It’s time for another status update on my work-in-progress.
As I’ve mentioned before, the first draft of my new novel, LOST NOTES, has taken me into many unknown places, both in terms of subject matter and setting. I’ve never written historical fiction before. I’ve never done major research. I’ve never written a third-person novel. My other two novels were set in fictional versions of real Oregon towns. This one jumps from a tiny village in France to a transatlantic voyage to the slums of 19th century New York.
Moreover, Henri is my first male protagonist. And at the moment, he’s sleeping in the basement of an upscale brothel. (Well, it used to be upscale. Then the neighborhood went downhill.)
Despite reading books on the subject, I have no idea what a brothel looks like. Smells like. Or how the girls relate to each other. Or what they wear. Or what they call each other. I’m asking myself questions and making up the answers. If they don’t ring true, I try again. Sometimes the writing feels more like puttering and slogging than progress. But the pages are mounting. Even better, the story’s continuing to gain momentum.
Since I started this draft in October 2010, I’ve learned a few important things about writing what you don’t know.
- It’s fun to create a world as long as you give yourself enough leeway to invent and imagine. After all, none of my potential readers were alive in the 19th century. So I’m using my research as a trampoline. Not as a cage.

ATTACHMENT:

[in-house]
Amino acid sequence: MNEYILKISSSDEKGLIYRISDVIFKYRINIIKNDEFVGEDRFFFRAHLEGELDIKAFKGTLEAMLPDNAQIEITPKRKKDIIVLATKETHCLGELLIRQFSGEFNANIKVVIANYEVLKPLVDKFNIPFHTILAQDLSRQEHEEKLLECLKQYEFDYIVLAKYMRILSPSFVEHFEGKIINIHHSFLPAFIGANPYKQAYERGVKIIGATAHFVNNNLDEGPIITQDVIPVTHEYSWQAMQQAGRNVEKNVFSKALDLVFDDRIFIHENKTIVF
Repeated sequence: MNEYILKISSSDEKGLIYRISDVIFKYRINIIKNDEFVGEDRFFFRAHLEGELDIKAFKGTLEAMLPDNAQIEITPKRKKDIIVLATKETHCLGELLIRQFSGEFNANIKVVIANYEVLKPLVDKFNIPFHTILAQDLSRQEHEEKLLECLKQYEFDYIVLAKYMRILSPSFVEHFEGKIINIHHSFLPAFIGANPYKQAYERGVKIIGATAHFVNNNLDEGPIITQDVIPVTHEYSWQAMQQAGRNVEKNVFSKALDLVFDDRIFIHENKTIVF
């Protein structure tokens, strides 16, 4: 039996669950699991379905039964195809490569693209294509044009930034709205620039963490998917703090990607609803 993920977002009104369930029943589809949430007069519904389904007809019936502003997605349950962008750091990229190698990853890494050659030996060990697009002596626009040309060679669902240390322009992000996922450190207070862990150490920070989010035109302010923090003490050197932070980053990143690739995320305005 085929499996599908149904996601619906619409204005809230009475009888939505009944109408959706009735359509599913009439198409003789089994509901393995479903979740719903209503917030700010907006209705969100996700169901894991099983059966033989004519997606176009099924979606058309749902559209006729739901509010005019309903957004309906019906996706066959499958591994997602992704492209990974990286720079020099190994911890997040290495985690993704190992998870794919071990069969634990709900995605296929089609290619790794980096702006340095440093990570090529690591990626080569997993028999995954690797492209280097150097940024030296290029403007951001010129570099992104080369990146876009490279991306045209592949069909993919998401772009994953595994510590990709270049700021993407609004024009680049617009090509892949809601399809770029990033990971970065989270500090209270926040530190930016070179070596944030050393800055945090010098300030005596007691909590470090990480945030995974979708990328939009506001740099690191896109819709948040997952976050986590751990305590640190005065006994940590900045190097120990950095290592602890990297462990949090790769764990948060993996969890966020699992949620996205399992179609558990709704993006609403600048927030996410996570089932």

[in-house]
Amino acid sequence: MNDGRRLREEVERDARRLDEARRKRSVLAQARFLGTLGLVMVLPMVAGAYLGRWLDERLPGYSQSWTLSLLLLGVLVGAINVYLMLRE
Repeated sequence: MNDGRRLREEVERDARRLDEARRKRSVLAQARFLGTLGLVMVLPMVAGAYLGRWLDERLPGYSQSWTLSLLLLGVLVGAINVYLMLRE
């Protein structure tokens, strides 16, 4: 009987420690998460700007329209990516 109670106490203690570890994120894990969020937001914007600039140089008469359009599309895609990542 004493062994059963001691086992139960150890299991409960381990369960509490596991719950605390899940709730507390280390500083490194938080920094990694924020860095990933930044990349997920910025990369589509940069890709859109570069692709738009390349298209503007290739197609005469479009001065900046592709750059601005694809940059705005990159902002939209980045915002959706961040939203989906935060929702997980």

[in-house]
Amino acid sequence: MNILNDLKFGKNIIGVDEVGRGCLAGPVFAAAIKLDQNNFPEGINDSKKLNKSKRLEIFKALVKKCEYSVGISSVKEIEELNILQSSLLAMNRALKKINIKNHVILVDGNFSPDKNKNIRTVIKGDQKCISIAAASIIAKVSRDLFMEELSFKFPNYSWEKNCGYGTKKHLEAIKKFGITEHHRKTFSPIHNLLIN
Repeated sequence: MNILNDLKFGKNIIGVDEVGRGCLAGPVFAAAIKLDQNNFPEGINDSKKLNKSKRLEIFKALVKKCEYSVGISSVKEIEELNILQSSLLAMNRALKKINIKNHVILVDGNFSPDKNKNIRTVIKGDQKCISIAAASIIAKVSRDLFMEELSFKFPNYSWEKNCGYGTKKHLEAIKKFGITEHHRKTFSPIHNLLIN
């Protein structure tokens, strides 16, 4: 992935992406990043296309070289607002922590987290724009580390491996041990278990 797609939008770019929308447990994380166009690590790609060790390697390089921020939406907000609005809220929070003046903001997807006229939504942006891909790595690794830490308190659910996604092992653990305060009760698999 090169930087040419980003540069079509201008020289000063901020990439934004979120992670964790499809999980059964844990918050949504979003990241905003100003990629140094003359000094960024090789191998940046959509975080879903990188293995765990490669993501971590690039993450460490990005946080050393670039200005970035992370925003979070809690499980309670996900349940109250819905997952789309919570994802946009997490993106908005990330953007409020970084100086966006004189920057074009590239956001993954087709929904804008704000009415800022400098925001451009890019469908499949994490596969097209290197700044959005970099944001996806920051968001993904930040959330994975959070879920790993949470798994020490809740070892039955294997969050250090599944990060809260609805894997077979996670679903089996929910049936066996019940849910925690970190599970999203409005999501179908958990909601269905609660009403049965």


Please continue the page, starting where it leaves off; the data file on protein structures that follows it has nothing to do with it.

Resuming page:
- If you’re stuck, look at your last few chapters and see whether those choices have lured you off-track. Are the characters acting true to nature? Do their decisions move the story forward?
- Keep your world-building details consistent. I suppose this is especially true of sci-fi and fantasy stories. If you imagine a community, whether it’s set in the future or the past, it needs to feel as real as any other setting.
- Write into the void. Fill blank pages. You can clean up any inaccuracies in later drafts, so don’t let a lack of information about a particular topic (say, the lighting devices favored in 1855 Europe) stop you from getting to the end of the chapter.
- Put your reader first. I love this quote from Clare Clark, author of THE GREAT STINK and other historical novels, and I think it applies to any novel that involves a lot of world-building: “A novel is not the place to advertise your historical scholarship but to find a place in the imagination that is as informed by fact as it possibly can be. ” A satisfying reading journey is the goal, not showing off how much you know. (The whole interview is here if you want to read more.)
Despite my publishing industry malaise a few weeks ago, I steeled myself and waded into the beginning of my novel. It was amazing to see what I’ve been doing since last October. I have characters, and scenes, and conflicts. I know where the story’s going. I’m in control of the bus, so to speak. As I reread my first seven chapters, I took the parsnip writing challenge and made some of the conflicts bigger and more intense. I have more work to do, but I’m pleased with what I have so far.
It’s still a little unsettling to be writing so far from “home,” but my whole novel is like that. I invented my protagonist’s French town out of Google map images, old postcards and writing, writing, writing, and now it feels real and vibrant. So I’ll get there with these brothel scenes, as long as I give myself permission to keep writing. And revising.
How do you approach writing about what you don’t know? What obstacle(s) are you working to overcome in your work-in-progress?